- Hematologic emergency characterized by dermal hemorrhagic necrosis and disseminated intravascular coagulation (DIC)
- Associated with a congenital or acquired protein C and/or protein S deficiency
- Life-threatening condition that requires prompt diagnosis and judicious replacement therapy to decrease morbidity and mortality
- Neonatal purpura fulminans related to homozygous protein C deficiency: 1 in 2 to 4 million births
- Clinical protein C deficiency: 1 in 20,000 individuals
- Homozygous protein S deficiency is exceptionally rare.
- Predicted prevalence of severe protein C deficiency is 1 in 40,000 to 250,000 individuals; significantly less seen in practice, likely due to associated high rate of fetal loss and perinatal mortality
- Deficiencies of protein C and protein S are autosomally inherited with variable penetrance.
- >150 different genetic mutations of protein C have been described, leading to both qualitative and quantitative defects of the proteins.
- Homozygous protein C or S deficiency and compound heterozygous states are associated with severe deficiency, <1% normal activity level.
- Neonatal purpura fulminans is associated with a severe protein C or S deficiency.
- Coinheritance with other thrombophilias may also contribute to the risk of developing purpura fulminans.
- Heterozygous protein C and S deficiency are associated with a lifetime increased risk of venous and arterial thrombosis.
Common features of purpura fulminans:
- DIC: Endothelial injury from bacterial endotoxin or other trigger may initiate secretion of inflammatory cytokines or activation of coagulation and complement proteins.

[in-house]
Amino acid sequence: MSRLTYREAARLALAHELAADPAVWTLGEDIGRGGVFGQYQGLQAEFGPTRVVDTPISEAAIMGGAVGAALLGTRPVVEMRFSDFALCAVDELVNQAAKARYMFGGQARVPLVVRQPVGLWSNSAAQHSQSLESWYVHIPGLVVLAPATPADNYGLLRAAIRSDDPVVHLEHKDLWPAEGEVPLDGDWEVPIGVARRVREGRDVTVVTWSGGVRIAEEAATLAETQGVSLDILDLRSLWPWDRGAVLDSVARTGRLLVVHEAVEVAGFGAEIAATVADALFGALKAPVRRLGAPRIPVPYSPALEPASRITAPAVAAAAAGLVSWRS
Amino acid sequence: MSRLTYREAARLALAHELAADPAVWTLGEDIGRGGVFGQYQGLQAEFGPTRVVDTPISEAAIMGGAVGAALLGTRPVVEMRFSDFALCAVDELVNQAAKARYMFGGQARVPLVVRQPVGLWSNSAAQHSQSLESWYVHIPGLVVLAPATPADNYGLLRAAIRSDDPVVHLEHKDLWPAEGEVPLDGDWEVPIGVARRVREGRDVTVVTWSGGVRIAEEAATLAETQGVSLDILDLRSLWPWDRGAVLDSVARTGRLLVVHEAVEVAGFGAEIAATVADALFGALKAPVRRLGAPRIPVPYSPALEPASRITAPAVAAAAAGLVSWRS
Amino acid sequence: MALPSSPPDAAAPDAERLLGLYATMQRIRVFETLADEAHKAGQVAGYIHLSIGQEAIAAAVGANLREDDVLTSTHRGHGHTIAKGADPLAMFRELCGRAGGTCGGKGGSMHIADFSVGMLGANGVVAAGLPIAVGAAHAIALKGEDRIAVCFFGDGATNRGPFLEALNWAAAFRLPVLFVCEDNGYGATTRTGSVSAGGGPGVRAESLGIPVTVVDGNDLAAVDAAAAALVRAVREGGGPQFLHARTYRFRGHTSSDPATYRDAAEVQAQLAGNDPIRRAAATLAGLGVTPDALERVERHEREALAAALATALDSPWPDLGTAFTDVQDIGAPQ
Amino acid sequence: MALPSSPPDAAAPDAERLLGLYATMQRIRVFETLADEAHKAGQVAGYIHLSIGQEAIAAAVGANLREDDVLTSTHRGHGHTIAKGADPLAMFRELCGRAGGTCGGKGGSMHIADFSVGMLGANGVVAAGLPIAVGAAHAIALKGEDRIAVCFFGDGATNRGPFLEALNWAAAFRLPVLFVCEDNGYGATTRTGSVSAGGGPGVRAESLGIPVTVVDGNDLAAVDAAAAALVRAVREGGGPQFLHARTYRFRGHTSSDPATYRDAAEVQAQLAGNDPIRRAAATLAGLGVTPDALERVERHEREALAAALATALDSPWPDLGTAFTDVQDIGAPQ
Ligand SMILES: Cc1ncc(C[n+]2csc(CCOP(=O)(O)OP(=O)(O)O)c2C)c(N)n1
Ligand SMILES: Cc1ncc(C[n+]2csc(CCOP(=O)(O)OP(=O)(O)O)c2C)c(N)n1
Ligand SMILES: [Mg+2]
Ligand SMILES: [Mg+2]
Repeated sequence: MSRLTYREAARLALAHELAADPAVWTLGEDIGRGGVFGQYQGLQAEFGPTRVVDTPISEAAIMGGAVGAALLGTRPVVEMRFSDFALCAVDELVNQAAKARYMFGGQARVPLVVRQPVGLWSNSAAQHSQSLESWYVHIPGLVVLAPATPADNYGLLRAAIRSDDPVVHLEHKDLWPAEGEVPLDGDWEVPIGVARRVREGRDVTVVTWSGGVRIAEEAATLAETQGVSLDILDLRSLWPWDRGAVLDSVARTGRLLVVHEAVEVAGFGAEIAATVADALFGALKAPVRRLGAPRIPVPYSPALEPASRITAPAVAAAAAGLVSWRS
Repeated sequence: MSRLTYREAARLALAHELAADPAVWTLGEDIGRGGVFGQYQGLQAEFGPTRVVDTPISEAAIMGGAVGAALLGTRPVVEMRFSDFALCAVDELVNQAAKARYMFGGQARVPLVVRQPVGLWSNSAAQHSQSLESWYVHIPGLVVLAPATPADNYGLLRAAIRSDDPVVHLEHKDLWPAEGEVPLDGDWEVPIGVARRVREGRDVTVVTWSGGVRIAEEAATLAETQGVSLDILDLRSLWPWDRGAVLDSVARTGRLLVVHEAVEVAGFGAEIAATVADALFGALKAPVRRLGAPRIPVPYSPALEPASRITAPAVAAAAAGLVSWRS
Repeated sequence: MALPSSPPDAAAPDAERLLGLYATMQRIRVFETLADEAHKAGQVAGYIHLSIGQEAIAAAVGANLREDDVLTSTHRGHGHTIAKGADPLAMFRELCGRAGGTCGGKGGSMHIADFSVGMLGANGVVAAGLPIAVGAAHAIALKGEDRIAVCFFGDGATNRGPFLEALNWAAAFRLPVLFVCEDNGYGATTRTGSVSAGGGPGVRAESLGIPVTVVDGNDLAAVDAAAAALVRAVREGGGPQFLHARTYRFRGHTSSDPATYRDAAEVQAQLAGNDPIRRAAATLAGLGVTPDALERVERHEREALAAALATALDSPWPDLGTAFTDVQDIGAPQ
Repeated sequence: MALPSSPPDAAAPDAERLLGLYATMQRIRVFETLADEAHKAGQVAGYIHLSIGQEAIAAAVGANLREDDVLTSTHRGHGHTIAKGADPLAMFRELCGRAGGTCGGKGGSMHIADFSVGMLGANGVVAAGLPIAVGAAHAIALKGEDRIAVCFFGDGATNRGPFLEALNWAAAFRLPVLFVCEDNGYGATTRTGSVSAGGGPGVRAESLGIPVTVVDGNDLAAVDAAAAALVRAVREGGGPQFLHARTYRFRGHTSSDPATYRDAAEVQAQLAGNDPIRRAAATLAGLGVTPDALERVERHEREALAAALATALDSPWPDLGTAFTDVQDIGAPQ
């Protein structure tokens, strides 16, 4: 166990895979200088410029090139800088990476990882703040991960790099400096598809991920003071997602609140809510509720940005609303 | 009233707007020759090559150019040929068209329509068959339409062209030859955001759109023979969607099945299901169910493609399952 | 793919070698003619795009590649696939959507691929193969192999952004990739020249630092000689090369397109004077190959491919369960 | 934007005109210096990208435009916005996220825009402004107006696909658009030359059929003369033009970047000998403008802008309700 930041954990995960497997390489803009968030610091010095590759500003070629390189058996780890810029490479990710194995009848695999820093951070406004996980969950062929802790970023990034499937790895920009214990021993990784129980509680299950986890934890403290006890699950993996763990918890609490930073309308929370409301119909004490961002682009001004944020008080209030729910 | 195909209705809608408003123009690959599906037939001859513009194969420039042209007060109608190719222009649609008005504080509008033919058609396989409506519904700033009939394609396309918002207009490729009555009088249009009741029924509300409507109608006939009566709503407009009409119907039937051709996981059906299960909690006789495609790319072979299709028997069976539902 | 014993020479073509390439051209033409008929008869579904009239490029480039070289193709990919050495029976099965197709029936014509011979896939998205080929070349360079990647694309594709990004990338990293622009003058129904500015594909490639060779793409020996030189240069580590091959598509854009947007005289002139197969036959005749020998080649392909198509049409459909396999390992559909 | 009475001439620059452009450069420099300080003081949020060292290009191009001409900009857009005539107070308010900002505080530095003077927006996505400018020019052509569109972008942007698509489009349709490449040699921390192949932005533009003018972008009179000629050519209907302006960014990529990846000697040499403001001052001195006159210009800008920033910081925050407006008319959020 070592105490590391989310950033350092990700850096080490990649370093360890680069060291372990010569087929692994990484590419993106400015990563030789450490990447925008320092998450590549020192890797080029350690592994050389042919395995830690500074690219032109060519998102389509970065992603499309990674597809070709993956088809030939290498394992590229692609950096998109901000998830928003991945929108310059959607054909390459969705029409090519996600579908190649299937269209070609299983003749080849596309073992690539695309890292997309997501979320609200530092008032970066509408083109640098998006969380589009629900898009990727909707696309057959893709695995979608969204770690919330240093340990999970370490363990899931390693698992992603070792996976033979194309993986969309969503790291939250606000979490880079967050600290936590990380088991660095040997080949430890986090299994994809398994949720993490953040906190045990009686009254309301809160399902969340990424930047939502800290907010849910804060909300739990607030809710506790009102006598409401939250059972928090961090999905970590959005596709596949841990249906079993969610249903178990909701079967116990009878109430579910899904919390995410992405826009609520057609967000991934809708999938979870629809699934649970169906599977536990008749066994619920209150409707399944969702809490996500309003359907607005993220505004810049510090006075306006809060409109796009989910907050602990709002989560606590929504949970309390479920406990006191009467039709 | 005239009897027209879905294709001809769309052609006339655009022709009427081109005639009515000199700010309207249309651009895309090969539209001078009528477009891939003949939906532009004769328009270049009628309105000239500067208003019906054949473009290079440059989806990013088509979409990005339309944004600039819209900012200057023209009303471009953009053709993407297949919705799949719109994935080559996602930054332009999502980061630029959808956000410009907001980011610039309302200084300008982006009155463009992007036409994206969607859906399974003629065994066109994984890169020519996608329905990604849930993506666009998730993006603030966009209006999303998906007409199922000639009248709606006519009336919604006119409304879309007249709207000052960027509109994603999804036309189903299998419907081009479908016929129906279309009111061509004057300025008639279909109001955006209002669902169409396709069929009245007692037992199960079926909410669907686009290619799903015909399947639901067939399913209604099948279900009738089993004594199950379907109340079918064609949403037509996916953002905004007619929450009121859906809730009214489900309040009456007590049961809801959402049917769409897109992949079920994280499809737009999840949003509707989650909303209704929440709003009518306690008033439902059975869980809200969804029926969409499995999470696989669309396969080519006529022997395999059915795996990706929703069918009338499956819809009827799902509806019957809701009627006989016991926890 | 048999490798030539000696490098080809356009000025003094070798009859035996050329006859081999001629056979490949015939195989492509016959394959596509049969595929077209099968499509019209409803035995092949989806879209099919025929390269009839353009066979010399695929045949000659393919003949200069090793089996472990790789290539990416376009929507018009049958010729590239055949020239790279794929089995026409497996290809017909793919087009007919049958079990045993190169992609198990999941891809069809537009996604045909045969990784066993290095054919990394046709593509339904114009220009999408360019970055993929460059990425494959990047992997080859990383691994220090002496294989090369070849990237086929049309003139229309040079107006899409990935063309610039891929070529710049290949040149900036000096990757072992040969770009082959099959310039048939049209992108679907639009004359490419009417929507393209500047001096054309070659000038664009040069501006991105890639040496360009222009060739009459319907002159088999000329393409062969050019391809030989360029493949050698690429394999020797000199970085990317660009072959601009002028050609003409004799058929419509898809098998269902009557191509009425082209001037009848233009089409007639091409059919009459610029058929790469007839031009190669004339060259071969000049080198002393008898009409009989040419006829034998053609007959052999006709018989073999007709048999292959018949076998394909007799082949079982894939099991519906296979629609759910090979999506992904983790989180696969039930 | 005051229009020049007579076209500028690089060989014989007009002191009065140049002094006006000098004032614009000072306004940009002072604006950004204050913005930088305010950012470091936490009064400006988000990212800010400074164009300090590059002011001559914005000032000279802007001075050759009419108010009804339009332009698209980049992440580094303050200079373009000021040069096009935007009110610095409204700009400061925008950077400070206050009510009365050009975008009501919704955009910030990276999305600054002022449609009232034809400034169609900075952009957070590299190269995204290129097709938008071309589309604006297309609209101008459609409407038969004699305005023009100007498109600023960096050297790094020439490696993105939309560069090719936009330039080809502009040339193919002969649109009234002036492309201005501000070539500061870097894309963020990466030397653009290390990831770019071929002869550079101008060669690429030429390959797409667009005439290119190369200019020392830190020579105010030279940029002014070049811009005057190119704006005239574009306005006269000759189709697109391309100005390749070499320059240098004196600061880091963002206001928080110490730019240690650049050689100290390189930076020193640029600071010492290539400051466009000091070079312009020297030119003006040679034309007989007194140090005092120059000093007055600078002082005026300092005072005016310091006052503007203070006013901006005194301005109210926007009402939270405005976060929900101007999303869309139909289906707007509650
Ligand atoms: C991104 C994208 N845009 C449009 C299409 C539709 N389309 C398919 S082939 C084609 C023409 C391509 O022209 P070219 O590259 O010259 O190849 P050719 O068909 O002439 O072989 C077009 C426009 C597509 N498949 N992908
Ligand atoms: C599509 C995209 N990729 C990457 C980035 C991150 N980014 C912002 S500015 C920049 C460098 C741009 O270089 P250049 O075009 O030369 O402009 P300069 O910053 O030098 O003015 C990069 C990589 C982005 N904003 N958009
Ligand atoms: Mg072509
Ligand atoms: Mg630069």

- Purpura: due to perivascular hemorrhage
- Dermal vascular thrombosis: formation of microthrombosis in blood vessels of the skin, leading to hemorrhage in the skin (purpura), necrosis of skin, and gangrene
- Acquired causes
- Severe acute bacterial or viral infections: Neisseria meningitidis most common
- Postinfectious fulminans: most commonly associated with varicella and Streptococcus infections. Caused by cross-reacting IgG antibodies that increase protein S clearance from the circulation. Consider in an otherwise well child with new-onset purpura fulminans and DIC.
- Warfarin (Coumadin®)-induced skin necrosis
- Antiphospholipid antibodies
- Cardiac bypass
- Severe liver dysfunction
- Severe congenital heart disease
- Inherited protein C pathway defects
- Predisposes to a reduced capacity to inhibit thrombin formation and therefore a hypercoagulable state
- Inherited defect of coagulation presenting as neonatal purpura fulminans
- Protein C slows (“brakes”) the coagulation cascade at two steps: by degrading activated factor V and activated factor VIII.
- Also plays a role in inflammatory cascade
- Protein S is a cofactor for protein C.
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